August 30 2013
When Republicans and Democrats were locked in combat over the debt limit in 2011, President Obama famously warned Rep. Eric Cantor: “Don’t call my bluff.”
Looks like Syrian dictator Bashir al-Assad didn’t get the memo. Bluffing is always risky business but trying to pull that stunt on a mad dog such as Bashir Assad is particularly dangerous. Wanna bet who is going to clean up in this high-stakes poker game?
No doubt when the president issued his original bluff—that use of chemical weapons would constitute a “red line” forcing the U.S. to reconsider our hands-off policy in Syria--he expected Assad to vamoose quicker than you can say Hosni Mubarak. The president seems not to have counted on Assad’s ruthlessness.
One Middle East expert (Lee Smith) has pointed out that the use of poison gas by Assad (or somebody) came almost a year to the day after President Obama’s “red line” boast. During that year, Syria has descended even further into a bloody civil war where there are few, if any good guys. While the US certainly has an interest in what happens in Syria, it is unclear how our involvement at this point would make a good outcome any more likely.
Yet the President’s bluff is out there. Surely this Nobel-peace winning President doesn’t want to have to make good on it. Yet he looks foolish if he ignores his own words. So he’ll likely take a half way measure—another bluff, if you will—which will be good for nothing but his own ego. By the time you read this, President Obama may well have lobbed a Cruise missile or two or three at some remote spot in the Syrian dessert (are there no handy aspirin factories in Syria?) But it is also looking increasingly possible that the President who can’t stop talking will simply keep talking about Syria. Indeed, the President gave Gwen Ifill and Judy Woodruff of PBS an interview earlier this week, pegged to the commemoration of the March on Washington, in which he spoke extensively about his ongoing Syria deliberations. It took him 478 words to say that he hasn’t made up his mind yet. Here’s some advice: Shut up.
A President’s words are supposed be taken seriously, at home and abroad. Yet with President Obama that’s harder and harder to do. The President had warned that if he didn’t get his way and Sequester were to come to fruition, economic Armageddon would follow. The GOP held its nose and let the Sequester happen anyway. The President and the Administration embarrassingly tried to make good on that bluff by cajoling agencies to make the required cuts as painful and public as possible, but in the end failed. Old west cardsharps could mosey on to another town, but the president can’t. And as the Sequester continues not even the President seriously pretends that it’s the cause of our ongoing economic woes.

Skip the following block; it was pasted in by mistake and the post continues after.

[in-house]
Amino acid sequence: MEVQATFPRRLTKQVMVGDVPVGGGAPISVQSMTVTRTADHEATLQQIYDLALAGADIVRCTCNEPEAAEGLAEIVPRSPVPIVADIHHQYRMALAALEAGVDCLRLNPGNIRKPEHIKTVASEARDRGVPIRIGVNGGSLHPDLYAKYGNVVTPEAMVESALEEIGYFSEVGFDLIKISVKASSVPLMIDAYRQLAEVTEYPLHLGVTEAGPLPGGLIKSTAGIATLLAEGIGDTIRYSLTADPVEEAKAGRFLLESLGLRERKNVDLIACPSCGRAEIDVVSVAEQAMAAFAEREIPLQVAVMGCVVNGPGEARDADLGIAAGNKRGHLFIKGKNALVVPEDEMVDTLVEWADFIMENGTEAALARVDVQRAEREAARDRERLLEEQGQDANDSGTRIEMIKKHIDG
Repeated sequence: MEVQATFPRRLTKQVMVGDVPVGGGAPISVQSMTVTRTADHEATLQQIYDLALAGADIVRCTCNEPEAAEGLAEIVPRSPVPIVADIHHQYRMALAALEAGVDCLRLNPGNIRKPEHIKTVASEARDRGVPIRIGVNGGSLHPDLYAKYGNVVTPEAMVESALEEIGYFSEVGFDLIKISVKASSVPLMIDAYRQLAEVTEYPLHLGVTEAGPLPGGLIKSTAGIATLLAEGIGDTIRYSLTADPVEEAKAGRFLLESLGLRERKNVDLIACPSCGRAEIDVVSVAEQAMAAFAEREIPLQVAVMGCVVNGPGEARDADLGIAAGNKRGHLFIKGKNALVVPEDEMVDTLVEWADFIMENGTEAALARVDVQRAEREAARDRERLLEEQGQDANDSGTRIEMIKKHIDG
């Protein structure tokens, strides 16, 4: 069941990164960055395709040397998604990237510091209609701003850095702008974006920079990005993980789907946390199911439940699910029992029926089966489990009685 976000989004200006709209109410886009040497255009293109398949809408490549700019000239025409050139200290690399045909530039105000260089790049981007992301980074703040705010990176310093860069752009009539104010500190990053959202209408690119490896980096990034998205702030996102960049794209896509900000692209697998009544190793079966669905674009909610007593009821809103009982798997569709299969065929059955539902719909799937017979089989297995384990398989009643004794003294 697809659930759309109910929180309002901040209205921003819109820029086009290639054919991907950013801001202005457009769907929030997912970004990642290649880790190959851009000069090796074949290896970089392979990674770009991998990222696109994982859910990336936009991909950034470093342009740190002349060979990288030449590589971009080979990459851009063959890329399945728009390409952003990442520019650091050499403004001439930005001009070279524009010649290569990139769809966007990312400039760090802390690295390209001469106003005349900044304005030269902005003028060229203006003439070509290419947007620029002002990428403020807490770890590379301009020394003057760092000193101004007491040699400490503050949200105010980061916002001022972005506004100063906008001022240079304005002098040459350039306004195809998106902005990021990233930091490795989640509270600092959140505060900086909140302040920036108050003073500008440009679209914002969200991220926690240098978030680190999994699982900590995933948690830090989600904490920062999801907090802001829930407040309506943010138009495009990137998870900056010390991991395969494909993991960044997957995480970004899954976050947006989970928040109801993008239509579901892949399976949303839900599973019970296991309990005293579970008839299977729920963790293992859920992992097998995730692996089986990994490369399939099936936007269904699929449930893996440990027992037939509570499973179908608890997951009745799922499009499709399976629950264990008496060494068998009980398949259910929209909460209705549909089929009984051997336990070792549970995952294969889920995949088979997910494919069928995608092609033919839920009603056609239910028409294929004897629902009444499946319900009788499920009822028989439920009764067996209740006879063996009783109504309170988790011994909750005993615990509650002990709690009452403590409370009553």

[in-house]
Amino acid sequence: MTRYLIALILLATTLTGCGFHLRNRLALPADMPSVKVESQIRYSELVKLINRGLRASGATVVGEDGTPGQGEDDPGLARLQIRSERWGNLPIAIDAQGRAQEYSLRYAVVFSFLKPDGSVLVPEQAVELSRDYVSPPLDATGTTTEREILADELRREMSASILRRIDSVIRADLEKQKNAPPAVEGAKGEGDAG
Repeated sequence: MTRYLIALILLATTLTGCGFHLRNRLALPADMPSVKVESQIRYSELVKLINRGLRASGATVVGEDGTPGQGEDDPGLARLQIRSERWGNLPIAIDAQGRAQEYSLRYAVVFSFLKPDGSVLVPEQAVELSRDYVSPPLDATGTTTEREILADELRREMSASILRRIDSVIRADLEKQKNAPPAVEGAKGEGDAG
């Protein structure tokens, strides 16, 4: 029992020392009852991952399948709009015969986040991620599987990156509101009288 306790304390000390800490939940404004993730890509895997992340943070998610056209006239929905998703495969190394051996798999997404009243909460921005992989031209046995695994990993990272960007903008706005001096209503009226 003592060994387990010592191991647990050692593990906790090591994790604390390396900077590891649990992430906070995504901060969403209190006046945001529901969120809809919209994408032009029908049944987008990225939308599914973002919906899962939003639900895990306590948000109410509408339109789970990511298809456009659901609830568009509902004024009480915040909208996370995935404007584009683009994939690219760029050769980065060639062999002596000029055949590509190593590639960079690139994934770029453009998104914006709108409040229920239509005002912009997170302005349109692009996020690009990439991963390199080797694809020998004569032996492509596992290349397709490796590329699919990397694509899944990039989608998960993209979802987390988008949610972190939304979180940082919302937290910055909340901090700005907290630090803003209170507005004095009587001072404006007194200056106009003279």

The American people have been learning the hard way that this very wordy President’s words cannot be trusted. In selling his massive and jerrybuilt overhaul of the American health care system, he repeatedly said, “If you like your health insurance, you can keep it.” That won’t hold true for the millions who will see their coverage changed or dropped. He promised costs would come down and ObamaCare would usher in new job creation. Yet the American people see day after day the opposite occurring, with warnings of rising premium prices even from the President’s own Health and Human Services Secretary, and the President’s staunchest allies such as the unions publicly seeking waivers to escape ObamaCare’s clutches.
The President sometimes seems to laugh at how gullible we all are for believing his words. The president’s $787 billion spending spree was supposedly for “shovel-ready” projects that could put people to work immediately and lower the high unemployment rate. Yet in 2011, at a meeting of Obama’s Council on Jobs, so called, as the economy still sputtered unconvincingly, President Obama smiled and admitted, “Shovel-ready was not as ... uh .. shovel-ready as we expected." It was the smile that really got me. Nor were his counselors unsmiling. As Fox News reported, “The Council, led by GE's Jeffrey Immelt, erupted in laughter.” A smart riverboat gambler had daringly gotten us to throw hundreds of billions of dollars down a rat hole, and all the amigos could do was laugh appreciatively.
But the bluffing is wearing thin. The President may try to follow through and make good on this bluff with Assad and Syria, using precious American military resources to try and prove that his words mean something, but a meaningless strike is hardly the road to improving America’s credibility. This is the danger of a President endlessly talking and willing to say anything in the moment regardless of the cards he actually is holding. In our dangerous world, Assad, I fear, will not be the last bad actor to call his bluff.
Charlotte Hays is director of cultural programs at Independent Women's Forum.